The article discusses a variety of settings in which people with extreme greatness dominate their competitors and it explores the reasons behind it. Some examples that come up are Tiger Woods and his domination of golf, Michael Jordan in basketball and Bobby Fischer in chess. Tiger apparently is so dominant that all of the other competitors in the game, especially those most likely to challenge him, statistically play worse whenever he’s even in a tournament. As Jennifer Brown, a expert from Northwestern University says in the article, “It doesn’t matter if the superstar is an athlete or a corporate vice president. . . .why should we invest a lot of energy in a tournament that we’re probably going to lose?”
It is interesting to think about this in the context of running and marathon running at the elite levels, or even at the back-of-the-pack. On the one hand, we can see how star power can come into play, but we also witness some amazing ferocity in the competition from the front to the back of the back.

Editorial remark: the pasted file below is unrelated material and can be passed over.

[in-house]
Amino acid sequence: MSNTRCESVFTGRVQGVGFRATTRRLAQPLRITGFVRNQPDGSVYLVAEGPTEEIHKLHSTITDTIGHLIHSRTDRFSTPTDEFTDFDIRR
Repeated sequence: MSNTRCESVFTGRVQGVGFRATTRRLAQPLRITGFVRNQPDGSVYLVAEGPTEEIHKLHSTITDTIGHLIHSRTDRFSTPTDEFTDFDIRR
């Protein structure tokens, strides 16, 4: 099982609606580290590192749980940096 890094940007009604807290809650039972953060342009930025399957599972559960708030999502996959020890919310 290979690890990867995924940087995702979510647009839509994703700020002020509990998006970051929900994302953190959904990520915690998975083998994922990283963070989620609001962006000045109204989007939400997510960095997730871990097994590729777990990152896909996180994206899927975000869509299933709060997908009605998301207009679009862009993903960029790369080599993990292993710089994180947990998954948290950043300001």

Let’s look at elite racing first. In the marathon running world, we live in an era when world record attempts are promoted well in advance of races and fleets or pacers are brought in to support the athletes as they put their best game on. Look at the Berlin Marathon for example, where Haile Gebrselassie has set two world marks. In the coverage of those races it was almost as if no one else was in the race. And in truth, no one else was. No one seriously challenged Haile for the win. But it’s not as if the elite ranks took it sitting down either.
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